Posting Online You Have Coronavirus When You Don’t Is a Crime in Texas

April 5, 2020 | By Fulgham Hampton Criminal Defense Attorneys
Posting Online You Have Coronavirus When You Don’t Is a Crime in Texas
Posting Online You Have Coronavirus When You Don't Is a Crime in Texas

Coronavirus (also known as COVID-19), is a concern for everybody right now. That’s why when a 23-year-old Woodville man falsely posted on social media that he had tested positive for the virus, it was taken very seriously.

How seriously? Ultimately, he was charged with a misdemeanor for making a “False Alarm/False Report.” This Class A misdemeanor isn’t simply a slap on the wrist.

The response by law enforcement should highlight to others how serious making a false report is – especially in the middle of a pandemic. It doesn’t matter where you make it or what the false report is, it’s serious business.

So what are the laws surrounding false reporting in Texas? Here’s what you need to know so you don’t inadvertently find yourself in the same position.

What Does Texas Consider a False Report?

In the state of Texas, if you knowingly communicate or circulate a report about a situation that you knew was false, then you can be arrested for a false alarm or report.

These false reports can be about past, present, or future issues related to an emergency, bombing, fire, or other public safety concerns.

These are classified under Texas Penal Code Title 9 “Offenses Against Public Order and Decency,” Chapter 42 “Disorderly Conduct and Related Offenses.”

What Classifies as an “Emergency”

Contrary to what you might believe, these false reports do not need to interfere with any sort of criminal investigation to get you in trouble. Certainly, they can interfere with an investigation but usually, an emergency must fall under one of these categories:

  • Cause action by paid or volunteer police and first responders
  • Put an individual in fear of serious bodily injury or harm
  • Interrupt or prevent the occupation of a public place, building, transportation, or place of assembly

Is a False Report a Misdemeanor or Felony in Texas?

If you attempt to falsely report something that can put others in danger or take up the time of police and other first responders, then you can be charged with a misdemeanor or felony. It differs based on the emergency you falsely reported.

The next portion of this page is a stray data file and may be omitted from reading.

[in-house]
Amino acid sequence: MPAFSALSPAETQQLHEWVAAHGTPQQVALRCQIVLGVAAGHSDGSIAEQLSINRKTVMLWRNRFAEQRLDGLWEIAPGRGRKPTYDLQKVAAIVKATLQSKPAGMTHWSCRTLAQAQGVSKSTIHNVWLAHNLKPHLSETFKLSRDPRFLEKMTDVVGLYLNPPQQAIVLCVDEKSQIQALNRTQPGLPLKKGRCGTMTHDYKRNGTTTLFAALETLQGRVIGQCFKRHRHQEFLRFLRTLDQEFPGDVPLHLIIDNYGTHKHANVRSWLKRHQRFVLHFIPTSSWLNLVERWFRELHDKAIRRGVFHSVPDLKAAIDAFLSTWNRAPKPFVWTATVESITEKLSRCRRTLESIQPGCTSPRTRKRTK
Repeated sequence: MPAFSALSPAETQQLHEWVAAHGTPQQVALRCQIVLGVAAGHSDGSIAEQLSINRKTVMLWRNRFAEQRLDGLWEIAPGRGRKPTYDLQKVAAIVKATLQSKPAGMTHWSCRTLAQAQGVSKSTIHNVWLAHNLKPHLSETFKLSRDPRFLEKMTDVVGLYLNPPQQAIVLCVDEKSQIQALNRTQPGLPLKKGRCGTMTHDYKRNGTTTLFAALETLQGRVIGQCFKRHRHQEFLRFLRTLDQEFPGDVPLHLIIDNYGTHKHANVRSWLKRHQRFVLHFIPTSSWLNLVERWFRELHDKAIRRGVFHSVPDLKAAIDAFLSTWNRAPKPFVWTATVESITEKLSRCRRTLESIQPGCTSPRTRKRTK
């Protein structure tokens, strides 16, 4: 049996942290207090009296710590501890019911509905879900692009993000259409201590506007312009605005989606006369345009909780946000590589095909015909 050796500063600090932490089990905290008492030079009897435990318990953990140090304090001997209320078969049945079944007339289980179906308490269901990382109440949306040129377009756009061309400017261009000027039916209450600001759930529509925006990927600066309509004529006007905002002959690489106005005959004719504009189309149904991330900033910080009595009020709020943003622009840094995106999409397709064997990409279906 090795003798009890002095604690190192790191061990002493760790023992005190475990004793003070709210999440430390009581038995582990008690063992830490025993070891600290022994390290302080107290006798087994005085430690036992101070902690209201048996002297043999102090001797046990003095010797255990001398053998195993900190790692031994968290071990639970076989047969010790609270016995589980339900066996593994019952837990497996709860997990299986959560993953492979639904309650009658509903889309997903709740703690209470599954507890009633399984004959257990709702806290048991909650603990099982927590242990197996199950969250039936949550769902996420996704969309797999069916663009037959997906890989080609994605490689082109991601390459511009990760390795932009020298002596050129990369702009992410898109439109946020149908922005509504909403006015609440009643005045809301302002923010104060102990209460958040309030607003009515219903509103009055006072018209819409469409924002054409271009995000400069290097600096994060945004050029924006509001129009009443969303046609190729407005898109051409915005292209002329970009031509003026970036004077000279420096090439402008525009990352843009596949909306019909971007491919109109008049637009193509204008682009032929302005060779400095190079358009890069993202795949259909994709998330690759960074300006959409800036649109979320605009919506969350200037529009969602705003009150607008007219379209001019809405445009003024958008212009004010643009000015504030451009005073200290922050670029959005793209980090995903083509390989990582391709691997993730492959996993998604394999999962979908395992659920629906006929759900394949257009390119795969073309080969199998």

When False Reporting is a Misdemeanor

Generally, it’s a Class A misdemeanor when a public place such as a school is involved in the false report. If convicted, punishment can include:

  • $4,000 fine
  • Up to one year in jail
  • Both a fine and jail time

When False Reporting is a Felony

It’s usually considered a felony when the emergency involves:

  • Schools, both primary and secondary
  • Public or private college or university
  • Public gas, power supply, or water

If convicted of a felony, then the punishment can involve:

  • $10,000 fine
  • Six months to two years in jail
  • Both a fine and jail time

What Texans Should Do If They are Charged?

Though it may seem harmless to report on social media that you have coronavirus in the middle of a pandemic, the law takes your posts seriously.

These crimes, if charged as misdemeanors, may seem as if they carry minor penalties, but it’s important to remember that a criminal conviction of any kind can have a lasting impact on future employment and other areas of life.

Fort Worth Criminal Lawyer

If you’re charged with a false reporting crime, it’s essential to seek legal representation from a Texas criminal attorney who knows the ins and outs of false reports laws in our state.

Make sure you always consult with a knowledgeable lawyer to help you protect your rights and prepare you for what to expect. You do not want to be caught off guard when it matters most.

About the Author:

Brandon Fulgham has an in-depth understanding of both Texas law and Texans themselves. Before practicing law here, he received his undergraduate degree from TCU and his law degree from South Texas College of Law in Houston. After graduation, he worked in District Attorneys’ offices as a prosecutor, building cases designed to put people behind bars. Now, he uses that knowledge to protect the rights of people in and around Fort Worth, making sure they receive the strongest possible defense when they find themselves on the wrong side of the law. He has been recognized for his work by The National Trial Lawyers, Fort Worth Magazine, and others.

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